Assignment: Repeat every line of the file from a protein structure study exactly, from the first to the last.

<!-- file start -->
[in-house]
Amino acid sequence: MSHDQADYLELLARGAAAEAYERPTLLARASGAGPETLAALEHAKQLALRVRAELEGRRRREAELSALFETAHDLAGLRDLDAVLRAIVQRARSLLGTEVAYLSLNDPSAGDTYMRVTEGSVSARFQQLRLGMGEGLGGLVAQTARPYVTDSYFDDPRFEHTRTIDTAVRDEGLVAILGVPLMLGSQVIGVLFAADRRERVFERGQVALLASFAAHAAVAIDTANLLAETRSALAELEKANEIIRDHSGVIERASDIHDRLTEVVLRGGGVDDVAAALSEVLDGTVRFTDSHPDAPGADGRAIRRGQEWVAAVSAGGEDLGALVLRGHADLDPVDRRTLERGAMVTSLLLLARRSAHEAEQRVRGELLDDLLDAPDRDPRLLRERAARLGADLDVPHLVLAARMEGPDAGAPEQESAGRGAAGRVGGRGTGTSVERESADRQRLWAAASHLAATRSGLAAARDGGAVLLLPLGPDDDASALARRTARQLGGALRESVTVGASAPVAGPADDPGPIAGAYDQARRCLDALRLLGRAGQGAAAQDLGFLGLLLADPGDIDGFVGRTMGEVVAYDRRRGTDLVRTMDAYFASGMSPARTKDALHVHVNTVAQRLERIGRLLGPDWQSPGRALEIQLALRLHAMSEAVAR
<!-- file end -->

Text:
[in-house]
Amino acid sequence: MSHDQADYLELLARGAAAEAYERPTLLARASGAGPETLAALEHAKQLALRVRAELEGRRRREAELSALFETAHDLAGLRDLDAVLRAIVQRARSLLGTEVAYLSLNDPSAGDTYMRVTEGSVSARFQQLRLGMGEGLGGLVAQTARPYVTDSYFDDPRFEHTRTIDTAVRDEGLVAILGVPLMLGSQVIGVLFAADRRERVFERGQVALLASFAAHAAVAIDTANLLAETRSALAELEKANEIIRDHSGVIERASDIHDRLTEVVLRGGGVDDVAAALSEVLDGTVRFTDSHPDAPGADGRAIRRGQEWVAAVSAGGEDLGALVLRGHADLDPVDRRTLERGAMVTSLLLLARRSAHEAEQRVRGELLDDLLDAPDRDPRLLRERAARLGADLDVPHLVLAARMEGPDAGAPEQESAGRGAAGRVGGRGTGTSVERESADRQRLWAAASHLAATRSGLAAARDGGAVLLLPLGPDDDASALARRTARQLGGALRESVTVGASAPVAGPADDPGPIAGAYDQARRCLDALRLLGRAGQGAAAQDLGFLGLLLADPGDIDGFVGRTMGEVVAYDRRRGTDLVRTMDAYFASGMSPARTKDALHVHVNTVAQRLERIGRLLGPDWQSPGRALEIQLALRLHAMSEAVAR